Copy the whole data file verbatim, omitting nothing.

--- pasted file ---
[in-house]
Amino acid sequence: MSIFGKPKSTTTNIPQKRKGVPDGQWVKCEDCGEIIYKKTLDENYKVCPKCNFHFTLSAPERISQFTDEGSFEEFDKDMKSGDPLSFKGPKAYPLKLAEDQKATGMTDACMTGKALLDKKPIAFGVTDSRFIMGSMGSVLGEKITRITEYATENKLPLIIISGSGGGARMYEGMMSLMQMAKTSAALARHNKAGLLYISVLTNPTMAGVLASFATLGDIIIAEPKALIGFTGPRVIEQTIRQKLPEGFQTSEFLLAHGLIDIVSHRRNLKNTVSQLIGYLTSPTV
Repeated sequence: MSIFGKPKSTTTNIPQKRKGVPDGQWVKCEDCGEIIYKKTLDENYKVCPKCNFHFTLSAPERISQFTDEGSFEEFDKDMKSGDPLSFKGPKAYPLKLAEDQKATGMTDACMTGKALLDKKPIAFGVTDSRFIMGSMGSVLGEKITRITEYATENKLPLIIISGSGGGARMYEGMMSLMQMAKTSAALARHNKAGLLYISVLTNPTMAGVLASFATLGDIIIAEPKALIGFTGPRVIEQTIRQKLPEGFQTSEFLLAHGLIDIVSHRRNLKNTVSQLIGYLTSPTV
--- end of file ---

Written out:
[in-house]
Amino acid sequence: MSIFGKPKSTTTNIPQKRKGVPDGQWVKCEDCGEIIYKKTLDENYKVCPKCNFHFTLSAPERISQFTDEGSFEEFDKDMKSGDPLSFKGPKAYPLKLAEDQKATGMTDACMTGKALLDKKPIAFGVTDSRFIMGSMGSVLGEKITRITEYATENKLPLIIISGSGGGARMYEGMMSLMQMAKTSAALARHNKAGLLYISVLTNPTMAGVLASFATLGDIIIAEPKALIGFTGPRVIEQTIRQKLPEGFQTSEFLLAHGLIDIVSHRRNLKNTVSQLIGYLTSPTV
Repeated sequence: MSIFGKPKSTTTNIPQKRKGVPDGQWVKCEDCGEIIYKKTLDENYKVCPKCNFHFTLSAPERISQFTDEGSFEEFDKDMKSGDPLSFKGPKAYPLKLAEDQKATGMTDACMTGKALLDKKPIAFGVTDSRFIMGSMGSVLGEKITRITEYATENKLPLIIISGSGGGARMYEGMMSLMQMAKTSAALARHNKAGLLYISVLTNPTMAGVLASFATLGDIIIAEPKALIGFTGPRVIEQTIRQKLPEGFQTSEFLLAHGLIDIVSHRRNLKNTVSQLIGYLTSPTV